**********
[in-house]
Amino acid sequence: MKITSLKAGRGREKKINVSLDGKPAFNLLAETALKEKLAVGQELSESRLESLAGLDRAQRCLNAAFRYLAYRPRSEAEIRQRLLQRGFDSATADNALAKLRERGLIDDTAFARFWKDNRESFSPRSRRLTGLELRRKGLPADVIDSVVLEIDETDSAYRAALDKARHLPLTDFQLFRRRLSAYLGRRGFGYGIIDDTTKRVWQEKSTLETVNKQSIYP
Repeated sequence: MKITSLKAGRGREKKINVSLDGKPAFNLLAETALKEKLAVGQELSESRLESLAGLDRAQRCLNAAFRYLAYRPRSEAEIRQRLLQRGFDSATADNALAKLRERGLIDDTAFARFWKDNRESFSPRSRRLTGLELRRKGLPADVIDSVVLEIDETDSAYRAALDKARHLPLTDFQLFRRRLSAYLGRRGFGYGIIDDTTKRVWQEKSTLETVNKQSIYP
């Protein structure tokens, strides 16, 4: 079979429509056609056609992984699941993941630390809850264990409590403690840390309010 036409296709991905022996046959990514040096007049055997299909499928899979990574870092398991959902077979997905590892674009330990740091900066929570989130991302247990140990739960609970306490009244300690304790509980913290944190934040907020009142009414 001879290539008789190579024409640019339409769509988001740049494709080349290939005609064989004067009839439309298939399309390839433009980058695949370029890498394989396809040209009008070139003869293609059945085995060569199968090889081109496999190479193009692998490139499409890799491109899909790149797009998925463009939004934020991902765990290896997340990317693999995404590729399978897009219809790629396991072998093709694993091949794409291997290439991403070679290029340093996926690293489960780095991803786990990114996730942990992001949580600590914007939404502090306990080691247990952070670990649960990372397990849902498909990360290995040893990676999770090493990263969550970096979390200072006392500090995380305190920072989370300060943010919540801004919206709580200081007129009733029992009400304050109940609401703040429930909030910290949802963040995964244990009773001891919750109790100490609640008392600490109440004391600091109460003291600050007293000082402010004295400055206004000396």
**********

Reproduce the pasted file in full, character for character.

[in-house]
Amino acid sequence: MKITSLKAGRGREKKINVSLDGKPAFNLLAETALKEKLAVGQELSESRLESLAGLDRAQRCLNAAFRYLAYRPRSEAEIRQRLLQRGFDSATADNALAKLRERGLIDDTAFARFWKDNRESFSPRSRRLTGLELRRKGLPADVIDSVVLEIDETDSAYRAALDKARHLPLTDFQLFRRRLSAYLGRRGFGYGIIDDTTKRVWQEKSTLETVNKQSIYP
Repeated sequence: MKITSLKAGRGREKKINVSLDGKPAFNLLAETALKEKLAVGQELSESRLESLAGLDRAQRCLNAAFRYLAYRPRSEAEIRQRLLQRGFDSATADNALAKLRERGLIDDTAFARFWKDNRESFSPRSRRLTGLELRRKGLPADVIDSVVLEIDETDSAYRAALDKARHLPLTDFQLFRRRLSAYLGRRGFGYGIIDDTTKRVWQEKSTLETVNKQSIYP
């Protein structure tokens, strides 16, 4: 079979429509056609056609992984699941993941630390809850264990409590403690840390309010 036409296709991905022996046959990514040096007049055997299909499928899979990574870092398991959902077979997905590892674009330990740091900066929570989130991302247990140990739960609970306490009244300690304790509980913290944190934040907020009142009414 001879290539008789190579024409640019339409769509988001740049494709080349290939005609064989004067009839439309298939399309390839433009980058695949370029890498394989396809040209009008070139003869293609059945085995060569199968090889081109496999190479193009692998490139499409890799491109899909790149797009998925463009939004934020991902765990290896997340990317693999995404590729399978897009219809790629396991072998093709694993091949794409291997290439991403070679290029340093996926690293489960780095991803786990990114996730942990992001949580600590914007939404502090306990080691247990952070670990649960990372397990849902498909990360290995040893990676999770090493990263969550970096979390200072006392500090995380305190920072989370300060943010919540801004919206709580200081007129009733029992009400304050109940609401703040429930909030910290949802963040995964244990009773001891919750109790100490609640008392600490109440004391600091109460003291600050007293000082402010004295400055206004000396």